Does he survive?
On one level, according to one logic, he must: How else would we have access to his internal experience of choking? (And there is one brief mention of a “later.”) So that would mean he’s gone back on his vow of silence and now he’s really asking for it. On the other hand, this could be, à la Machado de Assis, posthumous narration—and if he died, if he’s dead, he’s not breaking a promise to keep quiet.
The story is set in—and takes its title from—a much loved French restaurant in New York that closed in 2019. In French, the “p” of “Loup” would be silent, of course, but do you want the reader to have a sense of “loop” in the mind, too?
Yes—I wanted that (unsounded) echo of loop, the syntactic loops of his ruminations but also the loop that exists in the story between his daughter being at the moment of acquiring speech (and having her mouth policed by her caretakers) just as he’s confronting the end of speech. Maybe I also got something out of the figure of the wolf—that you “wolf” food down, that eating in a restaurant is a weird kind of pack behavior. To an alien, a restaurant might look like a place where humans go to ritually display their capacity to alternate speaking and eating without choking. Some people even get dressed up for the occasion. It just sometimes goes awry. (Maybe the pandemic—by keeping me out of restaurants for so long—helped restore their strangeness to me.)
I think of Elias Canetti’s descriptions of the violence lurking just beneath the surface of our meals: “People sit together, bare their teeth and eat and, even in this critical moment, feel no desire to eat each other. They respect themselves for this, and respect their companions for an abstemiousness equal to their own.” For Canetti—who wrote a lot about wolves in “Crowds and Power”—even a smile is just a way of showing your canines and saying, “I could eat you, but I won’t right now.” So maybe animality and culture (and the loop they form) meet in the name Café Loup—just as they meet in the event of choking? And then of course there’s the fact that Café Loup was known as a meeting place for writers. All those writers talking with their mouths full . . .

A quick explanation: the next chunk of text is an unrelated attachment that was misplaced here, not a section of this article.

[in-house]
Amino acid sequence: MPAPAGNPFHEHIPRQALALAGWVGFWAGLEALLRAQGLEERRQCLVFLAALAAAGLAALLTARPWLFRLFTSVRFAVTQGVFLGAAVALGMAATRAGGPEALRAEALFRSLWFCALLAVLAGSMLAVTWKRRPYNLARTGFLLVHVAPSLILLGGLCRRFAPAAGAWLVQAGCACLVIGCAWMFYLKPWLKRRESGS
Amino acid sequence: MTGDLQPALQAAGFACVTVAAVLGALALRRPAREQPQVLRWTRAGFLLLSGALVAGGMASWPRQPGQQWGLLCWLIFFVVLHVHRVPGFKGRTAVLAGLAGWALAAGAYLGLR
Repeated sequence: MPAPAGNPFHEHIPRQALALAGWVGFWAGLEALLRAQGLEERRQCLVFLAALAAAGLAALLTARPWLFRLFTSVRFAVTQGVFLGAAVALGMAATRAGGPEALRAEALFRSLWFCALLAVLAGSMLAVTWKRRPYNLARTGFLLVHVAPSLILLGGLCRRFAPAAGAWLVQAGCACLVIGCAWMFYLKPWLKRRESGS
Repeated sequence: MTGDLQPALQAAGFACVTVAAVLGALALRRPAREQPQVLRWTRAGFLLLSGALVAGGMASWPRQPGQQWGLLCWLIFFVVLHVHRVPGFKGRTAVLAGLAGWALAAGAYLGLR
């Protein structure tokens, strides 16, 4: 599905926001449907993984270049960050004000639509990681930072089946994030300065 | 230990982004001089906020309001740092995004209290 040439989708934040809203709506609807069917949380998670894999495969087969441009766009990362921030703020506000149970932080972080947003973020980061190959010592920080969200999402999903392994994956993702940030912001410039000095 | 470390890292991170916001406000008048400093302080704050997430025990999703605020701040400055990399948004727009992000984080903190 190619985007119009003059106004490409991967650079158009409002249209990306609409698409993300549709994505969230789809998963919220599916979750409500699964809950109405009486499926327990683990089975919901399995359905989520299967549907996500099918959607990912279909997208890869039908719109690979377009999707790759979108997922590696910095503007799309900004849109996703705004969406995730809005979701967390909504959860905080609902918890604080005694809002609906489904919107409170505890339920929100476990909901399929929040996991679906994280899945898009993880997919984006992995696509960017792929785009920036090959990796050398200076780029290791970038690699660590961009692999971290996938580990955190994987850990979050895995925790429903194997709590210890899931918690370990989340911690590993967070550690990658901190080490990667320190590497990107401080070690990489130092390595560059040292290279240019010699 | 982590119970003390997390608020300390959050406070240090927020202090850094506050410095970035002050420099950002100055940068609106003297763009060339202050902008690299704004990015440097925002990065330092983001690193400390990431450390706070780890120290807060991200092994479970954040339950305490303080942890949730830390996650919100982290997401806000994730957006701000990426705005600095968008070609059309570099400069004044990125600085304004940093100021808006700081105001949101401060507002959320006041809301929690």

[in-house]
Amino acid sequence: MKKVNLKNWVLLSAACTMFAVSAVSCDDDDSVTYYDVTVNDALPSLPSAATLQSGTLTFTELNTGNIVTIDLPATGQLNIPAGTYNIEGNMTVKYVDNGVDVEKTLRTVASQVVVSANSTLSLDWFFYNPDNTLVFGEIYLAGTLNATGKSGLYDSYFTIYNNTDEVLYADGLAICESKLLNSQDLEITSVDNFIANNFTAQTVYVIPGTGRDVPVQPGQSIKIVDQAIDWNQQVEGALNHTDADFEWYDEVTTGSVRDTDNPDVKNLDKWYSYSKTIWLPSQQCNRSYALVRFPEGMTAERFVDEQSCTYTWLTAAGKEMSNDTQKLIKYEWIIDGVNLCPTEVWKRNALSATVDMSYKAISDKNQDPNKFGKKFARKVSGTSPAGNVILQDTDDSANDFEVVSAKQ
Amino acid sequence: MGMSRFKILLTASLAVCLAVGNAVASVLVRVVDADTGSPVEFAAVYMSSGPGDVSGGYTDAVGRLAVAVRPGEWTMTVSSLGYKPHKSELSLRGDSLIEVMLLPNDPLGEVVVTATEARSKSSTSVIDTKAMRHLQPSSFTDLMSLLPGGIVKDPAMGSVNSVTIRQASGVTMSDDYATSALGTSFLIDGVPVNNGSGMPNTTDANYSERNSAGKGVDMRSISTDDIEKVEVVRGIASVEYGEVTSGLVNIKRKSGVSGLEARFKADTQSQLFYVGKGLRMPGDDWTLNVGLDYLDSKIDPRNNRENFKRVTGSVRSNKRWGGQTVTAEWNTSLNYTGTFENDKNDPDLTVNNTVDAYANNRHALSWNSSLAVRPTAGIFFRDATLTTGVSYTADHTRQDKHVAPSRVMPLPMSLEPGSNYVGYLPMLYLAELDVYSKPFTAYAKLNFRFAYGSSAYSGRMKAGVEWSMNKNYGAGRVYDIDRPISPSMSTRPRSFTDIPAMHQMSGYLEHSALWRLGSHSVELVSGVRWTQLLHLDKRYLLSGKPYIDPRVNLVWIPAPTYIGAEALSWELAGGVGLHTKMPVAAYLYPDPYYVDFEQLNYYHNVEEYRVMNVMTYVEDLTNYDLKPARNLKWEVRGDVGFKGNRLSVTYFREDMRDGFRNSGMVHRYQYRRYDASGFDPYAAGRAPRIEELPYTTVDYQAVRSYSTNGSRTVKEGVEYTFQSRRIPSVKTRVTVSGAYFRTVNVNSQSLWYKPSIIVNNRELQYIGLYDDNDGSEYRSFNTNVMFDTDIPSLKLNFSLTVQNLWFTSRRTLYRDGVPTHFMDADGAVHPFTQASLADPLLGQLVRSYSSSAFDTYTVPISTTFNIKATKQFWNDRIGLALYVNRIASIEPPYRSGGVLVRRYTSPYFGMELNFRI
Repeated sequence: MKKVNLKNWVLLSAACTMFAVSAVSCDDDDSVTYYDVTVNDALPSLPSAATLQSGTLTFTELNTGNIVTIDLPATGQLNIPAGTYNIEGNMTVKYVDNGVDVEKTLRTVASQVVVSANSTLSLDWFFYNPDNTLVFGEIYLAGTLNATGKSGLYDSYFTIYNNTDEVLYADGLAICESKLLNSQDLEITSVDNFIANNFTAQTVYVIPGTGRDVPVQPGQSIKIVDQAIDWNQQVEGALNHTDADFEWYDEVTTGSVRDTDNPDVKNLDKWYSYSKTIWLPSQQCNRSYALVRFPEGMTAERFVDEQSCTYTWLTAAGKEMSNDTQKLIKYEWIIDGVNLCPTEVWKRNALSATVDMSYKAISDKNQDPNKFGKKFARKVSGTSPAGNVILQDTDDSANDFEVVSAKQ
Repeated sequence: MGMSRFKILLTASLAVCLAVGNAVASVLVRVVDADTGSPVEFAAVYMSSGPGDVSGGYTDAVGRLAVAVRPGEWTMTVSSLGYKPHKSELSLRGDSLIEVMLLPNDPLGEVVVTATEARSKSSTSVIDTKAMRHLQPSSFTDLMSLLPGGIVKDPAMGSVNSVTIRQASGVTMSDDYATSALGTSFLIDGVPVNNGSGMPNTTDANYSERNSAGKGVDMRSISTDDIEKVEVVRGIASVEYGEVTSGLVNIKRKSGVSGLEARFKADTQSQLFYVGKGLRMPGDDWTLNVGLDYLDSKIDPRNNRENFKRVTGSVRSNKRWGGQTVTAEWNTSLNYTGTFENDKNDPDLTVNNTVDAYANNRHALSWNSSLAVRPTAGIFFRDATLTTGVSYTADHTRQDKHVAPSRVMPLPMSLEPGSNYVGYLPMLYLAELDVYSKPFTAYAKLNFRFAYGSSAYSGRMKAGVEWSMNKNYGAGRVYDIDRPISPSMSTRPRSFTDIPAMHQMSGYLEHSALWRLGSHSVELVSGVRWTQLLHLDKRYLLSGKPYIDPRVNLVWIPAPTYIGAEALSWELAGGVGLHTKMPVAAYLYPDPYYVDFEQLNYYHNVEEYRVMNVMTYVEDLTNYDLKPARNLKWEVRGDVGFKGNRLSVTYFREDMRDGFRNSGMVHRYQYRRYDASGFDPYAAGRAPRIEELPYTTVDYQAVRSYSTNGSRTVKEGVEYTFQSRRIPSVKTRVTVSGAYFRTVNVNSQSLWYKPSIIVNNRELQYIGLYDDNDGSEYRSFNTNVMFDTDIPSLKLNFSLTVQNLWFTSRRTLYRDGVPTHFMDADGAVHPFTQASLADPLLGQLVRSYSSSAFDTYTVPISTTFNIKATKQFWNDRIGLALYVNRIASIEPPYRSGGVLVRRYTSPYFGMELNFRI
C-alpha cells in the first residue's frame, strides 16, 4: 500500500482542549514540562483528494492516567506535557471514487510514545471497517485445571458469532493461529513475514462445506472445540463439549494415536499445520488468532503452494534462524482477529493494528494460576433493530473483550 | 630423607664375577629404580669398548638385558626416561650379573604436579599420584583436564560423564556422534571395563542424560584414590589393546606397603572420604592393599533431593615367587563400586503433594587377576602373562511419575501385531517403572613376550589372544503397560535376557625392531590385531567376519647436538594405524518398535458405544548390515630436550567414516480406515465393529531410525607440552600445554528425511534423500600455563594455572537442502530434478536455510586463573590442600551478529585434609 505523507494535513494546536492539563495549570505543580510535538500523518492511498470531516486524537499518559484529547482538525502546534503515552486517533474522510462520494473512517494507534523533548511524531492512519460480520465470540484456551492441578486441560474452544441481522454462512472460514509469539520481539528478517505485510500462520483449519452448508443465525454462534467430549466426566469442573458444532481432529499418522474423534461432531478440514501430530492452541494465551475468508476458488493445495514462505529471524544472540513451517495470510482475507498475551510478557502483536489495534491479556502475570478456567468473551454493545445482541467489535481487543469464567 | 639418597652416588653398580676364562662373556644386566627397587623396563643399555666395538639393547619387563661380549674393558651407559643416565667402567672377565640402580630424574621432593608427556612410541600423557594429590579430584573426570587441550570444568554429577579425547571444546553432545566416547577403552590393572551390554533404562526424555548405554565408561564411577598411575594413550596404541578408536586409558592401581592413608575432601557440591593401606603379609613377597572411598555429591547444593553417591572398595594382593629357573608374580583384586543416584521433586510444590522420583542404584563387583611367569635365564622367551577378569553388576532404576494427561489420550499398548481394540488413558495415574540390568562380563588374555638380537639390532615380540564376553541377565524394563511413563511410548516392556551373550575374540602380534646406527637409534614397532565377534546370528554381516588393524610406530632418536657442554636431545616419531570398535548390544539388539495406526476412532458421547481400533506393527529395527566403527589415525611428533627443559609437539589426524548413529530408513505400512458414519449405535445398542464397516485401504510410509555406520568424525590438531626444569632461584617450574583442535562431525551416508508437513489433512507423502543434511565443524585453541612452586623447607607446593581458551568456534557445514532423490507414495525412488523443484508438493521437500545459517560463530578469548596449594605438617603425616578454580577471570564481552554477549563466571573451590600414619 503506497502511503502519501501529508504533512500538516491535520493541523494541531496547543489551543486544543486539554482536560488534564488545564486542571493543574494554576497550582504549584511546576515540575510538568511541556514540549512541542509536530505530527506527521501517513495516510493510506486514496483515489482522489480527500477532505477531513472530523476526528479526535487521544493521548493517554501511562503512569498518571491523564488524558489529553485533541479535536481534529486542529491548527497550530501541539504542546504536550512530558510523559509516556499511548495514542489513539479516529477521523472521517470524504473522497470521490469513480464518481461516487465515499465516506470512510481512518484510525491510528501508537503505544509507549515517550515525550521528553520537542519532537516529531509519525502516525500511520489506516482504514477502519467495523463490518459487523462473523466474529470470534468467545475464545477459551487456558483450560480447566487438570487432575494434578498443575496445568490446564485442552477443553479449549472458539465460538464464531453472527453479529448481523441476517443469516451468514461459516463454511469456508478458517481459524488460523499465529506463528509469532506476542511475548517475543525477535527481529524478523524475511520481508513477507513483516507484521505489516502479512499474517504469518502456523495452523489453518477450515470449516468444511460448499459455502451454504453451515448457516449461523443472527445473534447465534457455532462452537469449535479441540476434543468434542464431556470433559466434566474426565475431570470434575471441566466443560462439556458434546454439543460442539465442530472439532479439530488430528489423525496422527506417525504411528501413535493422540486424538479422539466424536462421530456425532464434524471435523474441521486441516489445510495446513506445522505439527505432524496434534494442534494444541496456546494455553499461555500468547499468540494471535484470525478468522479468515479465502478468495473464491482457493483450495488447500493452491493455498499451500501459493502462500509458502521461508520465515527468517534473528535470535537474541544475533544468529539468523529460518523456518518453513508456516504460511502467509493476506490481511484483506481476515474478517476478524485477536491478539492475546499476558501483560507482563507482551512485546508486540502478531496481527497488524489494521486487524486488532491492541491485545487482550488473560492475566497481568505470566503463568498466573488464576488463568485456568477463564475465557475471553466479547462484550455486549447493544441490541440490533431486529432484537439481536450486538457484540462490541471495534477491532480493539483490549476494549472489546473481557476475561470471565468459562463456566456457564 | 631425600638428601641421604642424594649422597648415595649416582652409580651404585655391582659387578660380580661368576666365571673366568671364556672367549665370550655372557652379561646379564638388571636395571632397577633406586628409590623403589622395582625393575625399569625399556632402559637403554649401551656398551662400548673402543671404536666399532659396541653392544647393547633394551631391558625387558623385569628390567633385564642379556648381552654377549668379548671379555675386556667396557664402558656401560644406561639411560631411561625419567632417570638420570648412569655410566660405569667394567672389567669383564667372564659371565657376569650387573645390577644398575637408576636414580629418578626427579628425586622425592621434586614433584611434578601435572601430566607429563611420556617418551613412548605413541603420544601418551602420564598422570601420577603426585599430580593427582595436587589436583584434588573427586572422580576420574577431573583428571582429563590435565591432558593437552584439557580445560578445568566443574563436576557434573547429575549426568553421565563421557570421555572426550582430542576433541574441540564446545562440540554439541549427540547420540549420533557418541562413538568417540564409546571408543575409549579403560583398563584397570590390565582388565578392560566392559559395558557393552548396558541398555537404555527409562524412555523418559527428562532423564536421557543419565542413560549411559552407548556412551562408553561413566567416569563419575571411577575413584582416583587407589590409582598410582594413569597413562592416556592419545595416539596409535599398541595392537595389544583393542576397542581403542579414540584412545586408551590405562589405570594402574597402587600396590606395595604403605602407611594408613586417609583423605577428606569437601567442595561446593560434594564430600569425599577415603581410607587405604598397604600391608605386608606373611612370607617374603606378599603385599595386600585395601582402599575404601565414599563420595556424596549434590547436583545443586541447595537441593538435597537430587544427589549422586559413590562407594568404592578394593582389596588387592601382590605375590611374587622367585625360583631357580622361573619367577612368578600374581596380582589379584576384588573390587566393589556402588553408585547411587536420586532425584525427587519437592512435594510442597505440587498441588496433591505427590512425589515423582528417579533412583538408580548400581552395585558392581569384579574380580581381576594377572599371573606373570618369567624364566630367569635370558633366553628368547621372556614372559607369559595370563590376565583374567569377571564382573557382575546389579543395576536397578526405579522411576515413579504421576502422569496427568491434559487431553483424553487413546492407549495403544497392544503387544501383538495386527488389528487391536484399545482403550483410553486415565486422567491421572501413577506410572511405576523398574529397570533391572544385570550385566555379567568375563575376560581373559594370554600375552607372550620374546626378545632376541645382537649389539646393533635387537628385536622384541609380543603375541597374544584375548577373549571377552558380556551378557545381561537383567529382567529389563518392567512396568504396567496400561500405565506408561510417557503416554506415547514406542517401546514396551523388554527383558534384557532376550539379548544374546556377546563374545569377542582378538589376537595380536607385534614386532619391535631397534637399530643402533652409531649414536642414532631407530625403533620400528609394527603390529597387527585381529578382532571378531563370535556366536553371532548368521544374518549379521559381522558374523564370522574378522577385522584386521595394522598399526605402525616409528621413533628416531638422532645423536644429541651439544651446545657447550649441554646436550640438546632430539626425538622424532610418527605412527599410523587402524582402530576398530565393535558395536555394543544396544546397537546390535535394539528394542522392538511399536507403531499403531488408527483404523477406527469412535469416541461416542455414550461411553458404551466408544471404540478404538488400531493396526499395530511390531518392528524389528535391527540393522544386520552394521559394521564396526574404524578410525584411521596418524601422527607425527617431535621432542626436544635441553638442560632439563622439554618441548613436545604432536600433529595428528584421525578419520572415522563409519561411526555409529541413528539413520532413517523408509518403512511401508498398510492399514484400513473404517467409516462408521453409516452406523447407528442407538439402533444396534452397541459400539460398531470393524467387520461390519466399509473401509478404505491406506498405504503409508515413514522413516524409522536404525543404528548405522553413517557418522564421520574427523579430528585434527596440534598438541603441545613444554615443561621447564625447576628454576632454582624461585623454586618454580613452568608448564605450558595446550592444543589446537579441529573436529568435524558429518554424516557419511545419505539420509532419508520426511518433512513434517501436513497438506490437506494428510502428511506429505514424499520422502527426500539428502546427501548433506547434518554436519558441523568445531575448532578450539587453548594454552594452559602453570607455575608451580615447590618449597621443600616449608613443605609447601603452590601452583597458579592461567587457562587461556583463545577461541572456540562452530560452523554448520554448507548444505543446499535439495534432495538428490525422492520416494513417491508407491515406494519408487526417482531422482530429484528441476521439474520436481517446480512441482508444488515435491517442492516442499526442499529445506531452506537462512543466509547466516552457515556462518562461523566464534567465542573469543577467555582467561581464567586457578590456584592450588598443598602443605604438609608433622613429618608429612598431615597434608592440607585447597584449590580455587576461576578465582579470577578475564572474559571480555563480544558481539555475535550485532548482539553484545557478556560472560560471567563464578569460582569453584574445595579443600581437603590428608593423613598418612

It’s interesting that you mention how the pandemic influenced this story—by making the restaurant an alien or unfamiliar space for you. Are there any other ways that you think the pandemic influenced this piece even though it never mentions COVID and is presumably set before it?
Well, it is in part a story about the notion of risk and its language—how much can you manage risk; what are the costs of an obsessive focus on risk; when do certain “best practices” shade into a kind of religious ritual in their own right; how much is the discourse of risk, as Inma believes, a reflection of “the financialized world view of the privileged,” a fantasy of control for those who believe that control is their birthright? And what’s the alternative to all this attempted calculation—fatedness? Trusting in the stars? And how, in such a vacuum, do you parent? Astra, asterisk—I think the condition the narrator describes, in which all the available world views feel equally irrational and indefensible, relates to the pandemic even if the story takes place before it. ♦